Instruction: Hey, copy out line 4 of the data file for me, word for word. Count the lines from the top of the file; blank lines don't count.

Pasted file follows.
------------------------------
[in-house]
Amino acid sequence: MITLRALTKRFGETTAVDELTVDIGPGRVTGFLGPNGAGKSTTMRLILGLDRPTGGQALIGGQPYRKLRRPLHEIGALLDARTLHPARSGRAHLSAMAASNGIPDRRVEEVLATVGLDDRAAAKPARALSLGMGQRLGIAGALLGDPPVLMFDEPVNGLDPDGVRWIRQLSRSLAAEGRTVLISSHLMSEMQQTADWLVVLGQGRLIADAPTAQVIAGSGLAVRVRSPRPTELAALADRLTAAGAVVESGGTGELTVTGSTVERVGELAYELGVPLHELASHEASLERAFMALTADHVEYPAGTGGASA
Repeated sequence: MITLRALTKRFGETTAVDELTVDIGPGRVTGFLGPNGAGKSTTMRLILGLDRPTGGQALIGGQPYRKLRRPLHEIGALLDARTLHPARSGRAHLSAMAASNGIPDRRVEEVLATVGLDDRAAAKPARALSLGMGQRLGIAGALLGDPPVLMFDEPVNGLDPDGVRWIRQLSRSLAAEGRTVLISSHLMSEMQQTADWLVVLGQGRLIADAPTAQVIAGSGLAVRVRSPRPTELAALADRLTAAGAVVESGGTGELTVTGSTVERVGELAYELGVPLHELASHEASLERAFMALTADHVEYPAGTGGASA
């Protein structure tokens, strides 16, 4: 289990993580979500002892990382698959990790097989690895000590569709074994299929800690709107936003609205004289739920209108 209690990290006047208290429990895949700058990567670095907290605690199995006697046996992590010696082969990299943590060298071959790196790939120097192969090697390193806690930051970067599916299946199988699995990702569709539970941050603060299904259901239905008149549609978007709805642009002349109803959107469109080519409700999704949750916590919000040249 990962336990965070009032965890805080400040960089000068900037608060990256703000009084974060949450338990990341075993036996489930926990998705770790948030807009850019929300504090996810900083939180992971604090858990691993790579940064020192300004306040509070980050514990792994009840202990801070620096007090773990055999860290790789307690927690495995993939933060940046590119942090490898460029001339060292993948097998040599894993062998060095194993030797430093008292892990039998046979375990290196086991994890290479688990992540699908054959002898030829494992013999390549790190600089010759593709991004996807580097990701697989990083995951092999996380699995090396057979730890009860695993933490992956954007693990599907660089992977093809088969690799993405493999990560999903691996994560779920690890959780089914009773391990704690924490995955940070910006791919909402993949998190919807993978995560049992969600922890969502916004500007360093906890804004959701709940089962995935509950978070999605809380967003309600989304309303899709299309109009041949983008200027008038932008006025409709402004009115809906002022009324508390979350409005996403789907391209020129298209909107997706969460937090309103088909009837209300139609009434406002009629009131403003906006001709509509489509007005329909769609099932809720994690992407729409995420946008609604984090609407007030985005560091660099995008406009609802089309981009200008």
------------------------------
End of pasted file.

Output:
């Protein structure tokens, strides 16, 4: 289990993580979500002892990382698959990790097989690895000590569709074994299929800690709107936003609205004289739920209108 209690990290006047208290429990895949700058990567670095907290605690199995006697046996992590010696082969990299943590060298071959790196790939120097192969090697390193806690930051970067599916299946199988699995990702569709539970941050603060299904259901239905008149549609978007709805642009002349109803959107469109080519409700999704949750916590919000040249 990962336990965070009032965890805080400040960089000068900037608060990256703000009084974060949450338990990341075993036996489930926990998705770790948030807009850019929300504090996810900083939180992971604090858990691993790579940064020192300004306040509070980050514990792994009840202990801070620096007090773990055999860290790789307690927690495995993939933060940046590119942090490898460029001339060292993948097998040599894993062998060095194993030797430093008292892990039998046979375990290196086991994890290479688990992540699908054959002898030829494992013999390549790190600089010759593709991004996807580097990701697989990083995951092999996380699995090396057979730890009860695993933490992956954007693990599907660089992977093809088969690799993405493999990560999903691996994560779920690890959780089914009773391990704690924490995955940070910006791919909402993949998190919807993978995560049992969600922890969502916004500007360093906890804004959701709940089962995935509950978070999605809380967003309600989304309303899709299309109009041949983008200027008038932008006025409709402004009115809906002022009324508390979350409005996403789907391209020129298209909107997706969460937090309103088909009837209300139609009434406002009629009131403003906006001709509509489509007005329909769609099932809720994690992407729409995420946008609604984090609407007030985005560091660099995008406009609802089309981009200008």